Caught and Coloured: Zoology Illustrations from Colonial Victoria

Ludwig Becker

Ludwig Becker was born in Offenbach-on-Main near Darmstadt, Germany on 5 September 1808. Trained as an illustrator, he contributed to the scientific publications of his mentor, Johann Kaup, then later studied lithography under Peter Vogel before becoming the court painter to the Arch Duke of Hesse-Darmstadt.

Arriving in Launceston via England and Rio de Janerio in 1851, Becker immediately impressed Lady Denison, who labelled him 'one of those universal Geniuses who can do anything; is a good naturalist, geologist &c.,draws paints and plays and sings'1. An appealing personality and agile thinker, he was influenced by the ideas of Alexander Humboldt who, instructed artists to draw en plein air to capture 'a certain physiogamy of nature particular to each region of the earth.2'

Becker came to Victoria in 1852 and was caught up in the rush to the Bendigo goldfields, where he tried his hand at mining but, more significantly, produced a small body of work capturing the time's excitement, along with the displacement of the area's original inhabitants.

Relocating to Melbourne, Becker contributed to the city's emergent intellectual and cultural life. He exhibited his Bendigo works, designed medals and certificates and was a founding member of the Philosophical Institute and the Victorian Society of Artists, in addition to being an active participant in the Melbourne German Club.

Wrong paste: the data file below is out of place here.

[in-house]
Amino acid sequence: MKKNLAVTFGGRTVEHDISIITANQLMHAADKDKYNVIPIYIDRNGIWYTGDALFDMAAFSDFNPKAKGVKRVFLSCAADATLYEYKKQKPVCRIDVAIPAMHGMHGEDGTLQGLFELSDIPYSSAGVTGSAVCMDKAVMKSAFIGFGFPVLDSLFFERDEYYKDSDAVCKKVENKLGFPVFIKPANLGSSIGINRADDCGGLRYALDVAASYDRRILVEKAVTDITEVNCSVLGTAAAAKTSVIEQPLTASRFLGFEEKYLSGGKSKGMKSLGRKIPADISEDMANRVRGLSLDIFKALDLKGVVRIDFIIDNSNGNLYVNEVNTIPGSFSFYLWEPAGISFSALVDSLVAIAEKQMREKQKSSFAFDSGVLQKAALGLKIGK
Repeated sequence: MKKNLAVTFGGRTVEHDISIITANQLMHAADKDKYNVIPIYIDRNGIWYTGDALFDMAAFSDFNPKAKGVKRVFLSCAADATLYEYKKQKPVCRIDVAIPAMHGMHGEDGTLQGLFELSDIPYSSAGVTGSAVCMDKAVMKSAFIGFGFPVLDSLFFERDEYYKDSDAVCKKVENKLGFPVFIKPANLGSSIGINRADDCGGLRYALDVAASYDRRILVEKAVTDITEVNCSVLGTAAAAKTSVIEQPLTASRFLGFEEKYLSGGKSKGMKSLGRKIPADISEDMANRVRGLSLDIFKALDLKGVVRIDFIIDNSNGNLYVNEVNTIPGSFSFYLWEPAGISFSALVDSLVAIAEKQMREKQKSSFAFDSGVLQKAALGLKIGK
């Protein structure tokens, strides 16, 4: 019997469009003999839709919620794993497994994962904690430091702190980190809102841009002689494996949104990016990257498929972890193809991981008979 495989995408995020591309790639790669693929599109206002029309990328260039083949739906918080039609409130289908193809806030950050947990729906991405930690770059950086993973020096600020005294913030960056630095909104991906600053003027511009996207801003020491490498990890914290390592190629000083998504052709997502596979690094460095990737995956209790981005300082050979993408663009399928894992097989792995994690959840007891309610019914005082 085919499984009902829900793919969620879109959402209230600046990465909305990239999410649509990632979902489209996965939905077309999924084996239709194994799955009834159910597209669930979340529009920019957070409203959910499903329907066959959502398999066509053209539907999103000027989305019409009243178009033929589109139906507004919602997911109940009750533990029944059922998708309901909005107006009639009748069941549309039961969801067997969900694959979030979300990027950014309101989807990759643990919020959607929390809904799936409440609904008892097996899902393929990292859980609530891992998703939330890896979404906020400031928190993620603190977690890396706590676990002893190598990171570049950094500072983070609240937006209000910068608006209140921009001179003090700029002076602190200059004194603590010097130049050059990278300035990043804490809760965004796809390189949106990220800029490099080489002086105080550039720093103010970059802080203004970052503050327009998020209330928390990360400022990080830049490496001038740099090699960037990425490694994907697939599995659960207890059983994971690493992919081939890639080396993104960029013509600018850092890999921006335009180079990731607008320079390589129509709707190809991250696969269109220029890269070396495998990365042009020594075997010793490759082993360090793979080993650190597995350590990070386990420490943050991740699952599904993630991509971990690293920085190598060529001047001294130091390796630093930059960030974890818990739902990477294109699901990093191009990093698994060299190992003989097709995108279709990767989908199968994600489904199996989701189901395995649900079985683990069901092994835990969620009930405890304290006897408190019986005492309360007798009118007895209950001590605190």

Perpetually anxious about money, Becker put his hand to a dizzying range of tasks. He published Men of Victoria, wrote and illustrated the cartoon style An Australian Song, illustrated scientific papers and publications, and created special events. He also joined expeditions into the Victorian hinterland with other notable German speaking intellectuals such as Neumayer, Von Guerard and Blandowski.

Portrait of Ludwig Becker by Frederick Schoenfeld.
Lithograph of the Burke and Wills expedition leaving Melbourne, 1860.


1Ludwig Becker entry, Australian Encyclopaedia, Volume1, Grolier Society Of Australia, Sydney, 1962, p. 471.
2C Heathcote, 'When Science Meets Art: Humboldt von Guérard and the Australian Wilderness', Art Monthly (145), November 2001, pp. 27-31.